• because we cannot humanize our future

  • if we continue to be complicit

  • with the culture of whiteness.

  • Each of us must connect with our authentic selves,

  • with our authentic ethnic selves.

  • And we must connect with the other aspects of our identities.

  • And we must move out of the constructs

  • of whiteness, brownness and blackness

  • to become who we are at our fullest.

  • How do we do this?

  • I believe that we do this through our collective narratives.

  • And our collective narratives must contain our individual stories,

  • the arts,

  • spiritual reflections,

  • literature,

  • and yes, even drumming.

  • (Laughter)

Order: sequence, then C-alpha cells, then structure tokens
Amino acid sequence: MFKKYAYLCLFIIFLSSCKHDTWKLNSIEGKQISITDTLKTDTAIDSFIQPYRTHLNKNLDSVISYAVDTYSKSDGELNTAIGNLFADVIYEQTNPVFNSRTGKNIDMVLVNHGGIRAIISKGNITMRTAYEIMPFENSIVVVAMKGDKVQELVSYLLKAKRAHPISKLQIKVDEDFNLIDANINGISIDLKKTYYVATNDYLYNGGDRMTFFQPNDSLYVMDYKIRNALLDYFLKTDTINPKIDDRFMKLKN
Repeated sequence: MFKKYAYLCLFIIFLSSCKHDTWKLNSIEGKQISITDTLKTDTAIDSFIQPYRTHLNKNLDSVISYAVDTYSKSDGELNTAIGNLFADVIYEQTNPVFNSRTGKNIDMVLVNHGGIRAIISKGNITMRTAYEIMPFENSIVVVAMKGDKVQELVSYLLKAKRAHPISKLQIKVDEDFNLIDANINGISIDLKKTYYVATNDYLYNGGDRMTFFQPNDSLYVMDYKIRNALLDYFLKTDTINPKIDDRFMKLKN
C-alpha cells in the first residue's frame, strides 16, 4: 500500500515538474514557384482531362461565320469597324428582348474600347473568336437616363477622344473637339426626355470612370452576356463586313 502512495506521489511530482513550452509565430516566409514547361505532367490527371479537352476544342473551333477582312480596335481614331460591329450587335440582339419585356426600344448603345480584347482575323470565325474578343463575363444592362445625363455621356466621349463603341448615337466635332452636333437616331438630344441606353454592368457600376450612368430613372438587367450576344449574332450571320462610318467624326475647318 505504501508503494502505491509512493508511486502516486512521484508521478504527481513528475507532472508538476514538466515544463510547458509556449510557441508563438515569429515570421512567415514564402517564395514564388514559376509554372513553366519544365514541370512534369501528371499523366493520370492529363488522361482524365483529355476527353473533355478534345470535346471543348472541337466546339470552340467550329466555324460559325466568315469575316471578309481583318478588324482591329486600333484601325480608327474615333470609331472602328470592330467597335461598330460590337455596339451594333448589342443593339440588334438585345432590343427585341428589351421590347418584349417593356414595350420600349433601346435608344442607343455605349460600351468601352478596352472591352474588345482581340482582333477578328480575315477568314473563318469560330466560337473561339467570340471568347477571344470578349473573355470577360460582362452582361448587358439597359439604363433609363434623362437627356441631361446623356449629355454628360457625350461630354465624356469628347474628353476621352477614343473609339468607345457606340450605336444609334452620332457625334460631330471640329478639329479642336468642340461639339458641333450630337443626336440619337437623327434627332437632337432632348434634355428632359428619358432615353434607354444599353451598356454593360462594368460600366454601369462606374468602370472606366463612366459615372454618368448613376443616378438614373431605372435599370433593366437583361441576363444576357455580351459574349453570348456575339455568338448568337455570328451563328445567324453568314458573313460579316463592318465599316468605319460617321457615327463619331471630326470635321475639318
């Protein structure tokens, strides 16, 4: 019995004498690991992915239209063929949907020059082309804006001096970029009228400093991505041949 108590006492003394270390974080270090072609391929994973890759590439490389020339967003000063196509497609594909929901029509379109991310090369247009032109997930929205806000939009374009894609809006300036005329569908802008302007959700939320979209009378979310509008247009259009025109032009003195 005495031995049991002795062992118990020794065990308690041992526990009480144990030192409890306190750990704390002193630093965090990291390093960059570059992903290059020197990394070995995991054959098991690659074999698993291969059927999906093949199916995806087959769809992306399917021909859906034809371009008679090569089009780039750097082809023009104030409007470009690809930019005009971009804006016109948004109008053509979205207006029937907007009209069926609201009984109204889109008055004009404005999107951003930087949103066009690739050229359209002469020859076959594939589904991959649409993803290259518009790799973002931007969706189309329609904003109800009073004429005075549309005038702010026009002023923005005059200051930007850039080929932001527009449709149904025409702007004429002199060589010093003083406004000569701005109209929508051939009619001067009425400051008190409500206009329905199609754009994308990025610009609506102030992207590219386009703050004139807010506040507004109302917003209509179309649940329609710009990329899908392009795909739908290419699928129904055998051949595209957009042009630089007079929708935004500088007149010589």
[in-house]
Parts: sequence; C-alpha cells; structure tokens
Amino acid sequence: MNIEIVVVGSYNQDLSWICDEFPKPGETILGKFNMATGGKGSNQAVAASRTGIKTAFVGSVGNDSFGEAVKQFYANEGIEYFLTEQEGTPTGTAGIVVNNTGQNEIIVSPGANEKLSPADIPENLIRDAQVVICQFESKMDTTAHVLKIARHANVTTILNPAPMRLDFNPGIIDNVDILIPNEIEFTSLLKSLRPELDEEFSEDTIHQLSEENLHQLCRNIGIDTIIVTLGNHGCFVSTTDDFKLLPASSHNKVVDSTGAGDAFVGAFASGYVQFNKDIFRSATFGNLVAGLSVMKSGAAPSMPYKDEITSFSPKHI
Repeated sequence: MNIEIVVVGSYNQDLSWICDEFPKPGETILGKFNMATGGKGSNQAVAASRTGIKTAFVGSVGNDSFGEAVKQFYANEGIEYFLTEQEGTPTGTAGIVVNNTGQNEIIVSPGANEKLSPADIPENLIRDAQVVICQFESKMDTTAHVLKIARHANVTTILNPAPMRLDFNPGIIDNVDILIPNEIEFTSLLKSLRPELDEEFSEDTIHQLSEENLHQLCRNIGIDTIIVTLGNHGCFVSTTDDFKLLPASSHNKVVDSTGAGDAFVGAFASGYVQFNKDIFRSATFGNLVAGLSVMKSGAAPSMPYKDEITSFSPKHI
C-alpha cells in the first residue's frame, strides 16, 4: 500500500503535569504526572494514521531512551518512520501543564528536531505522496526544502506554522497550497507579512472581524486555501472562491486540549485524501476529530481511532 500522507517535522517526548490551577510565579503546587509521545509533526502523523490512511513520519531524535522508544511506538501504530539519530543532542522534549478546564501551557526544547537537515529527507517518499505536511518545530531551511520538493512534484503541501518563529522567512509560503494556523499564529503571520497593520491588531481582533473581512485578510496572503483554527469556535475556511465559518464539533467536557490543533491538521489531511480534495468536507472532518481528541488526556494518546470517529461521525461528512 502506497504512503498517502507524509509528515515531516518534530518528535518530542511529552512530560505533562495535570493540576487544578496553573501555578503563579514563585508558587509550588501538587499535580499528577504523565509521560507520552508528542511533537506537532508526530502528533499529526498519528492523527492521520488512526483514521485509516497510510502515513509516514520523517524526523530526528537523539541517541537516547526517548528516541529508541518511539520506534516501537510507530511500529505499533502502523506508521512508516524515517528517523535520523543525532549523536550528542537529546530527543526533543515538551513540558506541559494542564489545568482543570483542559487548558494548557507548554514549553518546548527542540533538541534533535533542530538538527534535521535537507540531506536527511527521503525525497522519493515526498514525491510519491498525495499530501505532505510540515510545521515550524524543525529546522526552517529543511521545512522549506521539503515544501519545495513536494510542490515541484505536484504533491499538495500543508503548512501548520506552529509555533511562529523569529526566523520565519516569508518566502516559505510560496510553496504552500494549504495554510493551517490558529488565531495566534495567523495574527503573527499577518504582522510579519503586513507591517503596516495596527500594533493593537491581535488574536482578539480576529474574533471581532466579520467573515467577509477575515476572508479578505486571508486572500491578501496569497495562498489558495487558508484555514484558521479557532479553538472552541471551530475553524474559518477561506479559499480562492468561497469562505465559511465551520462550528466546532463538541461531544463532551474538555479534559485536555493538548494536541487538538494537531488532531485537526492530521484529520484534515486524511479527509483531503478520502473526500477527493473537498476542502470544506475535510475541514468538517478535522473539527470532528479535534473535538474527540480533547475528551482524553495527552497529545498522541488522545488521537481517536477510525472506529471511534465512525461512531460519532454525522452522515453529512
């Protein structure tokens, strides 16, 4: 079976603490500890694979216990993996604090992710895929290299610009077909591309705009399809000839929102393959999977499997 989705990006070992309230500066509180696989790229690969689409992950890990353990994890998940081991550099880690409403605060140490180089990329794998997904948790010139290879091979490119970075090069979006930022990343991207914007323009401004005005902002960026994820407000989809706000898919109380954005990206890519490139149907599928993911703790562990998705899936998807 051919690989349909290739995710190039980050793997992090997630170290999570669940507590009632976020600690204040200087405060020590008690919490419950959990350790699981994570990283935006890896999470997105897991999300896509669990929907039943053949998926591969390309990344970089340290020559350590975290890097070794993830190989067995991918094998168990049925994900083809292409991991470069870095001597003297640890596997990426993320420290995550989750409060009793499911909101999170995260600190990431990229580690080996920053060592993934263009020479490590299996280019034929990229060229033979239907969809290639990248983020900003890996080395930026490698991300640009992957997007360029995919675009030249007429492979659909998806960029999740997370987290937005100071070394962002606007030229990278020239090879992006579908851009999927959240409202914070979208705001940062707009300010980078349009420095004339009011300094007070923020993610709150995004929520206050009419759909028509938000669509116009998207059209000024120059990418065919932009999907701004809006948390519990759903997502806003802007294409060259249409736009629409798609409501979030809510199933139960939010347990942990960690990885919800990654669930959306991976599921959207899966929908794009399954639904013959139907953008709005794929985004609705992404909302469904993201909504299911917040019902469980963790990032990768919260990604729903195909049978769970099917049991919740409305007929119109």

• It must be a collective telling,

  • because individual stories just create a paradigm

  • where we are pitting one story against another story.

  • These different models that I have talked about tonight

  • I think are essential to providing us a pathway

  • out of the quagmire of racism.

  • And I want to talk about another very important model.

  • And that is redemption.

  • I believe that movements for racial justice

  • must be redemptive rather than punitive.

  • And yes, I believe

  • that we must provide the possibility of redemption for everyone.

  • And we must be willing,

  • despite some of the vitriolic language

  • that might come from those very people who oppress us,

  • I think that we must listen to them

  • and try to figure out where do they hurt.

  • We must do this, I believe,

  • because our redemption is tied into their redemption,